Pennsylvania Gov. Edward Rendell Friday sent a letter to Getty Petroleum Marketing Inc., urging it to work with ethanol producer Bionol Clearfield LLC to resolve differences over a purchase agreement as the oil company's demand for arbitration threatens the repayment of $65 million of tax-exempt revenue bonds.
The Pennsylvania Economic Development Financing Authority sold the $65 million of bonds in late January 2008 on behalf of Bionol to help finance a new ethanol plant in Clearfield County, located in the center of the state. Stern Brothers & Co. priced the revenue bonds via private placement. The terms bonds will mature in 2015 and were not rated.
Getty, the facility's main customer, made a demand for arbitration on June 1, as it seeks to end its five-year purchase contract. It also seeks monetary damages. Getty believes Bionol is overcharging it for ethanol and that Bionol did not fully disclose certain details about its revenue streams in its agreement with Getty.
As an alternative, Getty seeks damages and a revamped contract "to accurately reflect the intent of the parties by adjusting the pricing formula accordingly," according to the demand for arbitration.
The demand was part of an event notice filed June 22 on Municipal Securities Rulemaking Board's Electronic Municipal Market Access system, or EMMA.
Pennsylvania assisted the Bionol project with $25 million of loans and grants, in addition to access to tax-exempt debt sold through PEDFA. The bonds are not an obligation of the state. The Clearfield facility employs 65 people.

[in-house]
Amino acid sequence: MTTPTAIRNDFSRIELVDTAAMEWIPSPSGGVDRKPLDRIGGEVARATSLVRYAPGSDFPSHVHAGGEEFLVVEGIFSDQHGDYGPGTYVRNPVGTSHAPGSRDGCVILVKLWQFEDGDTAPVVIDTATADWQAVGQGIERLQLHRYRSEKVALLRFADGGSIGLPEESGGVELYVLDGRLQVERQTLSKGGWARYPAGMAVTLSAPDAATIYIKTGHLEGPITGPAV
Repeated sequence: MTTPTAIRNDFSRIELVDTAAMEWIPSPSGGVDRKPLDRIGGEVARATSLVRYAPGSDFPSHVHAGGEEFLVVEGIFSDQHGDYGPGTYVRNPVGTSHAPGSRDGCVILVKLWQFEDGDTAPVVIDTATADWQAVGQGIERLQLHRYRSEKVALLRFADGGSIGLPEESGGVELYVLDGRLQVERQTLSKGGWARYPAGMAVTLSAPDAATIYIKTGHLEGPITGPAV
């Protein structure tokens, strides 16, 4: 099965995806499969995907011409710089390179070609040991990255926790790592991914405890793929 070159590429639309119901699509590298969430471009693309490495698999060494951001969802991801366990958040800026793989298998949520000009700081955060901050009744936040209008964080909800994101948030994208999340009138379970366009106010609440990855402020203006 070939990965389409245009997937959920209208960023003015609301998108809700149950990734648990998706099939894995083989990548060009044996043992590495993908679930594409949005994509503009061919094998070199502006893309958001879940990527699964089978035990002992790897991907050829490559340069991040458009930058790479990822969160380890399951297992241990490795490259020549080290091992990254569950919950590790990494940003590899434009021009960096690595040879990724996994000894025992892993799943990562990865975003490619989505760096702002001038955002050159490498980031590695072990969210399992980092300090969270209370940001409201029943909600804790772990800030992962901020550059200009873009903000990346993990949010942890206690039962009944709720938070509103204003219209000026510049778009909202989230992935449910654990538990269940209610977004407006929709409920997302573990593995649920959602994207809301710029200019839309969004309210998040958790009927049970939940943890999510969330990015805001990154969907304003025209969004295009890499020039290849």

Rendell Friday wrote to Vadim Gluzman, chief executive officer at Lukoil Americas Corp., Getty's parent, to express his "outrage" at the arbitration demand.
"This take or pay agreement is Bionol's largest customer contract," Rendell wrote. "Bionol has informed me that it believes that this demand for arbitration is wholly without merit and as the result of the demand and other recent actions by Getty/Lukoil, Bionol faces difficulties with its lenders and may be required to cease operations and lay off its workforce."
The governor stressed that the state will not offer additional financial assistance for the project. He urged Getty to work with Bionol to resolve the issue. He added that the state will review to determine if "any legal actions are necessary to protect the interests of the commonwealth."
"I understand that the market price of ethanol is currently less than the price Getty/Lukoil has agreed to pay under the take or pay agreement and so an attempt by Getty/Lukoil to seek Bionol's voluntary agreement to price is, perhaps, understandable," Rendell's letter said. "What is improper, however, is for Getty/Lukoil to use arbitration merely to force Bionol to make concessions or in the hope that the commonwealth will make a further investment in this important facility."
According to the private placement memorandum, the bonds — and other Bionol debts, including state loans and grants — will be repaid from revenue generated from the facility. Getty serves as Bionol's main purchaser of ethanol. The facility began producing ethanol in January. Its ethanol capacity is 100 million gallons per year. Construction of the plant cost $266.2 million, according to the offering memo.
"It is anticipated that 100% of the expected production capacity of the project will be sold to Getty pursuant to the ethanol purchase agreement," according to an amendment in the offering memo.
Michael Lewis, Getty's general counsel, said in an e-mail that it continues to pay Bionol for ethanol and that Getty is open to finding a resolution.
"Getty's intention and desire remains to work with Bionol to reach agreement with regard to the disputed amounts," Lewis said. "Getty continues to purchase its contractual requirements of ethanol from Bionol and pay for all amounts not in dispute."